Brill Font Wins

I’ve been using the Brill font for all my Greek and Latin quizzes this year, and I couldn’t be happier with it. I’ve used various Gentium fonts and SBL in the past, but Brill wins for a few reasons.

First, it includes regular, bold, italic, and bold italic for all the characters, including Greek. So if I want to make a bold heading with a Greek word in it, I can do so with the Greek being true bold.

Second, it has characters for all your Greek, Latin, and English needs so there is no reason to switch between fonts and keyboards. Furthermore, it offers comprehensive support for transliteration of all-the-languages.

Third, I like its design. It’s seriffed and styled without being too cursive looking (leaning to the right). And when I say that I like its design, I mean I really like the way both the Greek and English look — like a lot. It’s beautiful.

The only drawback to using Brill is that because it’s designed to be used for transliteration of all the classical languages the letter characters are a little smaller than what you see in a standard font like Times New Roman. The extra space for diacritics, however, leaves plenty of room for underlining a word without breaking too far into the Greek letters that extend below the line.

Accordance Unicode Font

Accordance has a new unicode font in the works. It includes characters for English, Greek, Hebrew, Syriac, and more — even DSS transcription like you see listed here. And it includes bold, italic, and bold-italic.
They announced this on the Accordance forums. Unfortunately you need a forums account to see the page.

Here are a couple words I typed in Mellel:

screenshot

Now if that qamets would just slide a bit to the right underneath the daleth, like this אָדָם.

I’m particularly impressed with the fact that all the different language characters are sized appropriately (no gigantic Hebrew and Syriac in comparison to English and Greek):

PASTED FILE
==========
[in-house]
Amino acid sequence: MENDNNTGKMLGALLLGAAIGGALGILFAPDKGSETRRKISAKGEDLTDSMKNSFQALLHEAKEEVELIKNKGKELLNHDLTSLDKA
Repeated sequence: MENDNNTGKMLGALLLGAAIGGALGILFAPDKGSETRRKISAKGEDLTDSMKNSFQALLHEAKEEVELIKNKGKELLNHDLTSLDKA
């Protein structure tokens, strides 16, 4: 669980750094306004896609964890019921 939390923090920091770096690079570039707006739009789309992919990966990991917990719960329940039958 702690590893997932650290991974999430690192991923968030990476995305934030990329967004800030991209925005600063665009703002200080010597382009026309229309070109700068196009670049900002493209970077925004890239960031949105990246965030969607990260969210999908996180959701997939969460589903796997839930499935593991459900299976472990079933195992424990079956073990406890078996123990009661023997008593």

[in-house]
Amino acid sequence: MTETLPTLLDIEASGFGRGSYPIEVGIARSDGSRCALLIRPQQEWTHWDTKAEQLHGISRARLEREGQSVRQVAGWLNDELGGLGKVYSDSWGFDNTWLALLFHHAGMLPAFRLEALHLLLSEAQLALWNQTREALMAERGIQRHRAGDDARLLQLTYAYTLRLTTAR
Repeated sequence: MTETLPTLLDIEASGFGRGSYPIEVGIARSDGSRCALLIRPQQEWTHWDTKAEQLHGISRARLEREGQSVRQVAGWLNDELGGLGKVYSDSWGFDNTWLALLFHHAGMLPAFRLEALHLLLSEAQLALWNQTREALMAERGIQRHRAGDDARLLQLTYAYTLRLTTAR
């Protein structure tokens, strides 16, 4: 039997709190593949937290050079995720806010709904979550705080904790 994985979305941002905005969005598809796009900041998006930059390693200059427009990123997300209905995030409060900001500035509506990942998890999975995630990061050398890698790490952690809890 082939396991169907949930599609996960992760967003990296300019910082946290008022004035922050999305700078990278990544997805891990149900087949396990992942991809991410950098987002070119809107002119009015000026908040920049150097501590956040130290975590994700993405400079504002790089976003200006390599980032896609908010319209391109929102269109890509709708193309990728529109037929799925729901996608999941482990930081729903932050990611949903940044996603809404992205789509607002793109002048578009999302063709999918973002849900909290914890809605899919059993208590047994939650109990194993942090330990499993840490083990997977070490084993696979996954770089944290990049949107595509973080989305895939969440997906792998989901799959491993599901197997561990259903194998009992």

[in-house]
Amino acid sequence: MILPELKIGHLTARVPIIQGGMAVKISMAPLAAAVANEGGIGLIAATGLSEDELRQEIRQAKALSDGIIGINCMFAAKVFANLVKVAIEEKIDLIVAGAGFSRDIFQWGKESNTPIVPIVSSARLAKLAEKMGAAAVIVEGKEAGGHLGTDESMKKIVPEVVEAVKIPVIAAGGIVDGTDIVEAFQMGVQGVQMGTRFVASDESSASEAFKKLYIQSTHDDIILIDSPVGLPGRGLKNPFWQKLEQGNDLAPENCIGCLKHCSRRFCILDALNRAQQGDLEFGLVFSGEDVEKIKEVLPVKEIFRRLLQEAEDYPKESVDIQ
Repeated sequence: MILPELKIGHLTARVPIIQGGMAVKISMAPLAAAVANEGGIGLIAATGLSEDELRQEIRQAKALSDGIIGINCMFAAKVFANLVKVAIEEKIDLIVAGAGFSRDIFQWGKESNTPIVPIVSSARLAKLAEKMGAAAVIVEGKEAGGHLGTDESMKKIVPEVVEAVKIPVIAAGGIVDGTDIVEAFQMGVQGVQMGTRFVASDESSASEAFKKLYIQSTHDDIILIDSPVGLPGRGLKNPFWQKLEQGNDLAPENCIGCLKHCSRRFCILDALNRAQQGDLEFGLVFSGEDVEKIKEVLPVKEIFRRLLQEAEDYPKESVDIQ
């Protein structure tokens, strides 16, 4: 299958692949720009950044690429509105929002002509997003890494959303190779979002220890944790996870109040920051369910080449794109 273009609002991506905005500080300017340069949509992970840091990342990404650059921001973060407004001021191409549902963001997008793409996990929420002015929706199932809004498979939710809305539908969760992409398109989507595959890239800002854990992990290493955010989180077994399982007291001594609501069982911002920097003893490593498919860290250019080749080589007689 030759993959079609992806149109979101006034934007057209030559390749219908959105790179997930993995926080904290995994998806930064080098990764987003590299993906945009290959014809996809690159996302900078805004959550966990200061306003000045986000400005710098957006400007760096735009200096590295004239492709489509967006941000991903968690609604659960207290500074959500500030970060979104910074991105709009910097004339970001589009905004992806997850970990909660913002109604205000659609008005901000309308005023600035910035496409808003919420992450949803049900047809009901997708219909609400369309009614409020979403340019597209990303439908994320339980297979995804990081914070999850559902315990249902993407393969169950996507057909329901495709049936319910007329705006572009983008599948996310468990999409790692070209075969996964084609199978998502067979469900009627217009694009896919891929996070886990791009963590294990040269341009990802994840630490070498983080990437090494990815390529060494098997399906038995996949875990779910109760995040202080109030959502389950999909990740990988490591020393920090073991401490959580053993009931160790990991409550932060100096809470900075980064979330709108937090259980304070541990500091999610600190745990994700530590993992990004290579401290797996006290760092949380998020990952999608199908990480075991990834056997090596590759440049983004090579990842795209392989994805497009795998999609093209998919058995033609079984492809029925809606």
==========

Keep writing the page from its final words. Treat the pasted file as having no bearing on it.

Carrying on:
Here is a PDF where you can see more of the characters included.

Free Unicode Hebrew Fonts

58 of them to be exact, and some of them are very cool: cursive, Paleo-Hebrew, fonts mimicking the writing style of particular Dead Sea Scrolls, etc. They are available here, via the Open Siddur Project. See the bottom of the linked page for installation instructions and examples of the fonts. From the Open Siddur page:

To aid in the dissemination of free/libre Hebrew fonts, the Open Siddur Project now offers, gratis, a FONT PACK. Fifty-eight free/libre and open source licensed, Unicode Hebrew fonts, ready to install. Enjoy them. Share them. Learn from them. Modify them.

6 fonts supporting the full set of diacritical marks (vowels/nikkud and cantillation/ta’amim).
11 fonts supporting niqud (w/out ta’amim)
42 fonts (not intended for use with niqud)
1 font of dingbats
7 Non-Hebrew Open Source Unicode Fonts

They should work on a Mac or PC. If you already have a unicode Hebrew keyboard installed, you don’t need to install the one that comes with the font pack. The fonts will work just fine with your current keyboard. I use Logos’ keyboards.

SBL Hebrew font is also unicode compliant and available here; the font license is only slightly more restrictive. Tyndale House’s Ezra SIL and Cardo fonts are nice as well (Cardo is especially nice for Greek). Tyndale House’s fonts are included in the Open Siddur font pack, or you can download them here.

Keep in mind that some of these files download as compressed (zipped) folders. After the zipped folder has downloaded, you have to right click it and click “extract all.” When the files are extracted, look for the actual font file (usually a .ttf file). Drag and drop that file into your system’s font folder (usually labeled “Fonts”). I added this folder to my “Favorites” in Windows Explorer for easy access.

If you are a part of the SBTS community and want more information about how to type in Greek and Hebrew, contact the Center for Student Success about the upcoming 1-day workshop “Word Processing for Biblical Studies.” It is currently scheduled for Friday, September 7, 1:00-3:00pm. It will be two hours long (1 hour, break, one hour), and those who attend will be split into two groups based on what operating system you use. I will be leading the workshop for the handful of you that use Windows computers; Jonathan Kiel will lead the workshop for Mac peeps. More info to come.